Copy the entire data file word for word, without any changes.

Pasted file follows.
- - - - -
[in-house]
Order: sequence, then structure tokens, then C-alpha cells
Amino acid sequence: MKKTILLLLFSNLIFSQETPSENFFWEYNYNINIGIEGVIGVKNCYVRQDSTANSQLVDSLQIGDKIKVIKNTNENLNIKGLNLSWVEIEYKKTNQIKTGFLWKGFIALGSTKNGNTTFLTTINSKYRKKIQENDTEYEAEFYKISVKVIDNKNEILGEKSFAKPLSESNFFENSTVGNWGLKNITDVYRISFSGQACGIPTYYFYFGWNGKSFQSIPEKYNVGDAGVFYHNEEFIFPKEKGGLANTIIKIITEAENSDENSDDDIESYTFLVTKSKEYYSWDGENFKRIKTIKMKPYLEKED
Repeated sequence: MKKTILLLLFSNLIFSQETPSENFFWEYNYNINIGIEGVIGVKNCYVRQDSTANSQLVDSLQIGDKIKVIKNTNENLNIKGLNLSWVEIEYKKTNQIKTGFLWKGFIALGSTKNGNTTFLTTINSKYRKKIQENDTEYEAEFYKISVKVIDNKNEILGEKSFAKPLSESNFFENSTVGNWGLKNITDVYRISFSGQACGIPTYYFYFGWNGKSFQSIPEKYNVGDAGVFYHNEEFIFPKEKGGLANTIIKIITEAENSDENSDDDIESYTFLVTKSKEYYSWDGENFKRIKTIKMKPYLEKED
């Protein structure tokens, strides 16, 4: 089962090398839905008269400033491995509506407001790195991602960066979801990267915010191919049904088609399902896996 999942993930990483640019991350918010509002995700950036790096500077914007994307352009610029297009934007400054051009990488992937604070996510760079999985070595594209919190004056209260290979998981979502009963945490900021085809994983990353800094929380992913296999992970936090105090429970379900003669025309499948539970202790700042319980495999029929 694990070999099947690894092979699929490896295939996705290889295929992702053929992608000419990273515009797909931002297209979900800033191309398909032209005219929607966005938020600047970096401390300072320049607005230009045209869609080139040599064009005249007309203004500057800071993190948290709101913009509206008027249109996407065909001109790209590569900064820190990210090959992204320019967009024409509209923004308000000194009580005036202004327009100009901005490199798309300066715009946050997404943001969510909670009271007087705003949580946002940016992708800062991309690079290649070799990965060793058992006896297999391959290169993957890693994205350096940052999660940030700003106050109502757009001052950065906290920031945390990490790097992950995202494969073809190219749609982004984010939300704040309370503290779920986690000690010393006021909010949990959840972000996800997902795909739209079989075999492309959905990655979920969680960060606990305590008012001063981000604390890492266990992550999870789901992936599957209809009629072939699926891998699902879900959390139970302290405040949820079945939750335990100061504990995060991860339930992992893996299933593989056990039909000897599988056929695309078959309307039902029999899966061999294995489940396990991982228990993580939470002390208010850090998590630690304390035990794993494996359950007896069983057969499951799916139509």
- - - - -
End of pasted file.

[in-house]
Order: sequence, then structure tokens, then C-alpha cells
Amino acid sequence: MKKTILLLLFSNLIFSQETPSENFFWEYNYNINIGIEGVIGVKNCYVRQDSTANSQLVDSLQIGDKIKVIKNTNENLNIKGLNLSWVEIEYKKTNQIKTGFLWKGFIALGSTKNGNTTFLTTINSKYRKKIQENDTEYEAEFYKISVKVIDNKNEILGEKSFAKPLSESNFFENSTVGNWGLKNITDVYRISFSGQACGIPTYYFYFGWNGKSFQSIPEKYNVGDAGVFYHNEEFIFPKEKGGLANTIIKIITEAENSDENSDDDIESYTFLVTKSKEYYSWDGENFKRIKTIKMKPYLEKED
Repeated sequence: MKKTILLLLFSNLIFSQETPSENFFWEYNYNINIGIEGVIGVKNCYVRQDSTANSQLVDSLQIGDKIKVIKNTNENLNIKGLNLSWVEIEYKKTNQIKTGFLWKGFIALGSTKNGNTTFLTTINSKYRKKIQENDTEYEAEFYKISVKVIDNKNEILGEKSFAKPLSESNFFENSTVGNWGLKNITDVYRISFSGQACGIPTYYFYFGWNGKSFQSIPEKYNVGDAGVFYHNEEFIFPKEKGGLANTIIKIITEAENSDENSDDDIESYTFLVTKSKEYYSWDGENFKRIKTIKMKPYLEKED
């Protein structure tokens, strides 16, 4: 089962090398839905008269400033491995509506407001790195991602960066979801990267915010191919049904088609399902896996 999942993930990483640019991350918010509002995700950036790096500077914007994307352009610029297009934007400054051009990488992937604070996510760079999985070595594209919190004056209260290979998981979502009963945490900021085809994983990353800094929380992913296999992970936090105090429970379900003669025309499948539970202790700042319980495999029929 694990070999099947690894092979699929490896295939996705290889295929992702053929992608000419990273515009797909931002297209979900800033191309398909032209005219929607966005938020600047970096401390300072320049607005230009045209869609080139040599064009005249007309203004500057800071993190948290709101913009509206008027249109996407065909001109790209590569900064820190990210090959992204320019967009024409509209923004308000000194009580005036202004327009100009901005490199798309300066715009946050997404943001969510909670009271007087705003949580946002940016992708800062991309690079290649070799990965060793058992006896297999391959290169993957890693994205350096940052999660940030700003106050109502757009001052950065906290920031945390990490790097992950995202494969073809190219749609982004984010939300704040309370503290779920986690000690010393006021909010949990959840972000996800997902795909739209079989075999492309959905990655979920969680960060606990305590008012001063981000604390890492266990992550999870789901992936599957209809009629072939699926891998699902879900959390139970302290405040949820079945939750335990100061504990995060991860339930992992893996299933593989056990039909000897599988056929695309078959309307039902029999899966061999294995489940396990991982228990993580939470002390208010850090998590630690304390035990794993494996359950007896069983057969499951799916139509």